Is sugar addictive?

Nicole Avena, PhD
Nutrition & Dietetics
Research evidence suggests that sugar, when over-consumed, can certainly act as an addictive substance for some people, with symptoms that mirror drug addiction. Watch research neuroscientist Nicole Avena, PhD, explain sugar's impact on the brain.
Dr. Mehmet Oz, MD
Cardiology (Cardiovascular Disease)
Sugar can be as addictive as cocaine and heroin.

In this video, Dr. Oz welcomes nutritionist Melina Jampolis to discuss the addictive powers of sugar and fat.
Paula Greer
Midwifery Nursing

How many of you believe this statement is true? Think about how you get a sugar high with increased energy and elevated mood from eating sugar.

Now think about how if you abruptly stop eating refined sugar you end up with headaches, moodiness and irritability, anxiety and depression and more.

Even cocaine is made from a natural substance but becomes a drug when refined to an unnatural state. Sugar when refined to an unnatural state becomes more like a drug than a food when you think about what happens to our bodies when we eat it in an unnatural form.

Sugar feeds our brains with two neurotransmitters beta-endorphin and serotonin that send positive messages to the rest of our bodies. Some practitioners believe that some individuals are sugar sensitive because they are operating with lower levels of serotonin and beta-endorphin leaving them more sensitive to sugar cravings. When these individuals, like myself who is definitely sugar sensitive, have sugar they get a sugar high which leads to even more cravings. Those of us who are sugar sensitive actually experience withdrawal when we stop eating sugar.

Refined sugar is stripped of its nutrients including the important B vitamins and magnesium and minerals that your body actually needs to process and metabolize sugar. This makes refined sugar not only an empty calorie (one without nutrients) but a negative calorie that pulls the much needed nutrients from your body just to digest that sugar.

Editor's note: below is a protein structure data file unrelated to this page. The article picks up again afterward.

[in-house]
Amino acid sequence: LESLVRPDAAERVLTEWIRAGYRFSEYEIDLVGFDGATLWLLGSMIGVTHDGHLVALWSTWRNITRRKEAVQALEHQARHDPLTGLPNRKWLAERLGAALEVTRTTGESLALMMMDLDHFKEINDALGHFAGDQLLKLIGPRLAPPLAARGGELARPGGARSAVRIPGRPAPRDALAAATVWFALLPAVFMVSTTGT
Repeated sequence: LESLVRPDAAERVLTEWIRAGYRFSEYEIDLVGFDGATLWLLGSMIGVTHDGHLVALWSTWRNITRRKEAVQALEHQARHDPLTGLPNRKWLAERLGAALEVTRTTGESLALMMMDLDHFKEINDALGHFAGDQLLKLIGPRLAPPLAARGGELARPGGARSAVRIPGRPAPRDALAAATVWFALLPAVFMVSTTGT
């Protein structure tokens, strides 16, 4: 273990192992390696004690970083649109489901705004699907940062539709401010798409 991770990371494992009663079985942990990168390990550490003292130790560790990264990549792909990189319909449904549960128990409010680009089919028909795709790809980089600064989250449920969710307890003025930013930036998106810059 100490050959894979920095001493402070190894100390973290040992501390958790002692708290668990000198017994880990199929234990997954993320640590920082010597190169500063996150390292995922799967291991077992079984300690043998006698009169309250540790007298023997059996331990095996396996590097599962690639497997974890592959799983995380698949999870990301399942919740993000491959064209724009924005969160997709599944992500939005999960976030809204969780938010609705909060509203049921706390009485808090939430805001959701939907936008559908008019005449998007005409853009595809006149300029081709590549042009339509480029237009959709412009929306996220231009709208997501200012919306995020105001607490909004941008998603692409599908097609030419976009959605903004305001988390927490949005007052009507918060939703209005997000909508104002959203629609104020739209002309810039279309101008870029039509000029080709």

This is why many people who eat a lot of sugar need to boost their vitamin and mineral intake, especially the B vitamins and minerals like magnesium and chromium.

Jacob Teitelbaum
Integrative Medicine

When consumed the way humans ate sugar for thousands of years, which basically was whatever sugar was found naturally in food, it was not a problem. It was a treat. But now over one-third of our calories come from sugar and white flour added in food processing. And our bodies simply were not designed to handle this massive load.

Many have already noticed that although sugar gives an initial high, you crash several hours later and this leaves you wanting more. In fact, sugar acts as an energy loan shark, taking away more energy than it gives. Eventually, your "credit line" runs out and you find yourself exhausted, anxious and moody.

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Important: This content reflects information from various individuals and organizations and may offer alternative or opposing points of view. It should not be used for medical advice, diagnosis or treatment. As always, you should consult with your healthcare provider about your specific health needs.